This paper deals with an economic experience, called the Economy of Communion (EoC, see www-edc-online.org; see also Gold 2010) that develops from a spiritual movement (the Focolare, initiated by Chiara Lubich during the Second World War, see Gallagher, 1997). Its roots are in a charismatic view of social life that stresses mutual love as the most fundamental rule of social life, aimed of promoting unity among people of all social strata, cultures and ethnic origins. Of this view EoC represents the most visible economic realization.
The EoC is having an impact on the economic vision not only of the Catholic Church (it is mentioned in the recent encyclical letter “Caritas in Veritate, Benedict XVI, 2009), but also of civil society. Under the radar screen in this paper are EoC businesses. They are compared with “social businesses” of the various sorts. Although Economy of Communion (EoC) businesses do not necessarily stand out from conventional small and medium for-profit enterprises, in particular as far as the ownership form and the legal status are concerned, they certainly belong to that subset of organizations that strive to operate beyond the classic principles of “business as usual”. As it happens with the varied universe of organizations that make up the civil and social economy sector, the production of the greatest possible economic benefit for their owners is not the only and perhaps not even the foremost purpose of EoC companies. Similarly, the commitment to create value for other stakeholders (like employees, customers, suppliers, the local community) is not just a simple restriction they have to fulfil in order to maintain social legitimacy over time, but is an essential objective of EoC firms’ activity.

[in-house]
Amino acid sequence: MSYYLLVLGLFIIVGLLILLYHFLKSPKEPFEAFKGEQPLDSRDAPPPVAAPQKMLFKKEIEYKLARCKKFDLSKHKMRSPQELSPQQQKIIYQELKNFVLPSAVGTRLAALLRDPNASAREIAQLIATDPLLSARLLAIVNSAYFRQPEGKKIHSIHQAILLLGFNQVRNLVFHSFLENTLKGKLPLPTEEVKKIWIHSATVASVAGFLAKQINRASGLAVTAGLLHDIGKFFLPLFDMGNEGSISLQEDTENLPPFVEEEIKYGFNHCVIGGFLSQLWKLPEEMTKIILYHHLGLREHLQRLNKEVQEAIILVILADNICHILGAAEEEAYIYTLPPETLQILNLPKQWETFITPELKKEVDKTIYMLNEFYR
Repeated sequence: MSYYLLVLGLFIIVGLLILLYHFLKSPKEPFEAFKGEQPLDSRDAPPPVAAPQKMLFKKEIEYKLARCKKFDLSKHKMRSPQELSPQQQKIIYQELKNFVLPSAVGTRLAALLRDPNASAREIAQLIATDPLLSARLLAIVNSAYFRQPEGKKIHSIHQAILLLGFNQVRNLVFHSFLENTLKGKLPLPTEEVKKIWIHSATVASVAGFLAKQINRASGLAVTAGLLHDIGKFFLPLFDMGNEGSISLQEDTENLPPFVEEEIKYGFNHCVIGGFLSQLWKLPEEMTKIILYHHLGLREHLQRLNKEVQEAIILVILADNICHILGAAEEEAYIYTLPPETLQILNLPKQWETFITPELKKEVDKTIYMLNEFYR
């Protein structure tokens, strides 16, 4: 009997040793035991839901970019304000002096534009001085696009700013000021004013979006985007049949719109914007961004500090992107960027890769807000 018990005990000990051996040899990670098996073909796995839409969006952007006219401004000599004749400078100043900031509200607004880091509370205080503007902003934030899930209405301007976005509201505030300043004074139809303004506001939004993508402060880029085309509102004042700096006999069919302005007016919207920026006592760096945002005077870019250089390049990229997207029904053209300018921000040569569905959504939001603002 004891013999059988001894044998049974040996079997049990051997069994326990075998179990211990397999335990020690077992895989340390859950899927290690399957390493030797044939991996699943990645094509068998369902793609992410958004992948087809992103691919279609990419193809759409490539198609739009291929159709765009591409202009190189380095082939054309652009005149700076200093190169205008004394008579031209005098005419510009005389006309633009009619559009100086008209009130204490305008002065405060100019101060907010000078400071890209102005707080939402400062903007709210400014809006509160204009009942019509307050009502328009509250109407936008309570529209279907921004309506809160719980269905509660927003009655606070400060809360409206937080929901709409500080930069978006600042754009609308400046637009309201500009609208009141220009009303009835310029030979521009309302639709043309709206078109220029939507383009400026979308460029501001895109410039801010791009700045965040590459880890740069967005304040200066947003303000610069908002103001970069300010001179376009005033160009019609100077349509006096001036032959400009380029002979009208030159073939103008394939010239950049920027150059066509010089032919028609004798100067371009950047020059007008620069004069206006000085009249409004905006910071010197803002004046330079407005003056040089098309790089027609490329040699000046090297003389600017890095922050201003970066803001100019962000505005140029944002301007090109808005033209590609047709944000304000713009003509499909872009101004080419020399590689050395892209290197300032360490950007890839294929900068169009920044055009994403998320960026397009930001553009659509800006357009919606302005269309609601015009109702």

The aim of this paper is to to highlight the similarities and underline the differences between the businesses participating in the EoC movement and some other examples of the so called social and civil economy.